Heard a physics professor say that when an aircraft flies inverted, the wing assumes a significant angle of attack (by pushing the stick forward) to continue to generate the necessary "upward" lift vector to maintain level flight. I'm confused. I thought the lift "vector" is actually reversed and points towards the ground (not upward) during inverted SUSTAINED straight-level flight? What am I missing here? The horizontal stabilizer is basically an inverted airfoil, and its "lift vector" points downwards, giving the airplane tail-down force. How is the wing any different when it's inverted?
In sustained horizontal inverted flight, the wing is generating a skyward lift force. In most aircraft the pilot will be exerting a significant "push" force on the stick or yoke, causing the stick or yoke to be well forward of the position it would be in level upright flight at the same airspeed (or at any airspeed for that matter.) Regardless of the airfoil of the horizonal tail, it is capable of creating an upforce in the aircraft's reference frame when the elevator is sufficiently deflected. Due to downwash from the wing, the required deflection may be less than you might otherwise expect.
Most horizontal tails have symmetrical airfoils.
"How is the wing any different when it's inverted?" -- the position of the elevator is key. With sufficient forward stick deflection, the top of the wing rather than the bottom will be presented to the airflow.
Even a flat-bottom, curved-top airfoil can sustain inverted flight in this manner. Examples are Gentle Lady and Radian radio-controlled model sailplanes, which I'd guestimate can sustain a glide angle of 20 degrees below the horizon or better in power-off inverted flight, given that they are set up with sufficient elevator travel. It is also possible to demonstrate constant-altitude sustained inverted flight in a radio-controlled model airplane with only moderate engine power (e.g. not capable of a sustained vertical climb) even with flaps strongly deployed (about 45 degrees) in the usual direction in the aircraft's reference frame. Again, one key is to have sufficient elevator travel.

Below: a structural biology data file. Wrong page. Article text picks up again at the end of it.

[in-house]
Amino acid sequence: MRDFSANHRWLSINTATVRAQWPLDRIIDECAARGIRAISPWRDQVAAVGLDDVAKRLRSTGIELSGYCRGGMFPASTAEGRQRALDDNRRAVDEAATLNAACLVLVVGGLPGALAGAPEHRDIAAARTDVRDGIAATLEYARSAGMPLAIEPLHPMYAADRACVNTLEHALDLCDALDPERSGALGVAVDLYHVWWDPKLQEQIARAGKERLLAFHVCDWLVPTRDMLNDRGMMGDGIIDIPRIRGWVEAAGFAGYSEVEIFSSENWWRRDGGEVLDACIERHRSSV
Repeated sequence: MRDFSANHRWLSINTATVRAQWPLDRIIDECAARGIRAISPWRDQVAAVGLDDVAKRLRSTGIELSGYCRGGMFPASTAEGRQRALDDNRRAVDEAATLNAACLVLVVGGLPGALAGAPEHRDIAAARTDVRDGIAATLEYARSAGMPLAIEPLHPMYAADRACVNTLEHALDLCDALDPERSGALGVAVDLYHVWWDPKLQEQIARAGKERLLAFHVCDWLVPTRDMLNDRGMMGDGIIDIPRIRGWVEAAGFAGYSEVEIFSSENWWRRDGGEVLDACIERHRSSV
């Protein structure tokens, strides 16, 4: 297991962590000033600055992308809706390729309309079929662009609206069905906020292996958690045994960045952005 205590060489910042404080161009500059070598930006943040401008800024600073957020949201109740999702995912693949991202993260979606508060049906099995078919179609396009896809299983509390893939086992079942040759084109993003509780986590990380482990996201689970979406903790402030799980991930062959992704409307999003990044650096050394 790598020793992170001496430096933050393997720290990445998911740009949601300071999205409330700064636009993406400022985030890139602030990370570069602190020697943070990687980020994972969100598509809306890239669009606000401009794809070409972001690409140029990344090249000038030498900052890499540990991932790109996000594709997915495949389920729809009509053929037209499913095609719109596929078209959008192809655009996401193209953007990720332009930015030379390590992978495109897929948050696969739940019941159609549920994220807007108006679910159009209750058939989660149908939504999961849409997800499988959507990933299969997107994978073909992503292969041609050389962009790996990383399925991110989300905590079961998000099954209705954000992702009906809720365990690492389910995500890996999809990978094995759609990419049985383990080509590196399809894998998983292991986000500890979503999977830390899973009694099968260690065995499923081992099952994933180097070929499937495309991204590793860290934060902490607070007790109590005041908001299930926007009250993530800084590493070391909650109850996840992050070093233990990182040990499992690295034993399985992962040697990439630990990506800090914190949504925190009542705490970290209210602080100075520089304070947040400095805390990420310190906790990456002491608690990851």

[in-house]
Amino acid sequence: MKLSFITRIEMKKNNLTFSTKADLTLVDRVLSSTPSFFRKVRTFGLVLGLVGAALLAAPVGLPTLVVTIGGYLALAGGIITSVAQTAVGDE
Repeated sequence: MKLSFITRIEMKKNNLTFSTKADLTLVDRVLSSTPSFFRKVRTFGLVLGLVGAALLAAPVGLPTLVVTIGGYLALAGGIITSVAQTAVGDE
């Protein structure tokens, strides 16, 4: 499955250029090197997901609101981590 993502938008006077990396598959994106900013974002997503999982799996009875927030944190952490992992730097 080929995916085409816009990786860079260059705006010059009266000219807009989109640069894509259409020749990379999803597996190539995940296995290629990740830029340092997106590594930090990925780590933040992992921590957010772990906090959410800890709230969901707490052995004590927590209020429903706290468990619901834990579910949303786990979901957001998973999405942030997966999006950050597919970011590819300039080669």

Remember, in unaccelerated linear flight, net force must add to zero. The forces in sustained linear inverted flight are weight, thrust, drag and lift. The vector sum of these forces could never be zero if the wing were generating an earthwards force.
Remember also that (except for apparent forces created by rapid rotation rates perceived by a pilot sitting far from the CG) the force a pilot "feels" in flight is nothing other than the net aerodynamic force generated by the aircraft, which is normally dominated by the lift force generated by the wings. As you hang in the seat belts during sustained inverted flight, that force you feel from the seat belts digging into your shoulders is really the skyward force generated by the wings. Conversely when you feel the seat bottom pushing lightly against you as you float over the top of a loop at a reduced but still positive G-loading, that is really the earthward force generated by the wings.
This is easiest to understand with a fully symmetrical wing, which indeed are popular with aerobatic aircraft. The direction of "lift" has nothing to do with sky or ground and everything to do with your angle of attack to the relative wind.
When inverted, you simply (as the professor said) push forward on the stick, which makes the wind strike the "top" of your wing. Inverted, this does the trick as lift is now towards your floor, but gravity is toward your head.
Right side up, you make the wind strike the bottom of your wing by pulling back on the stick.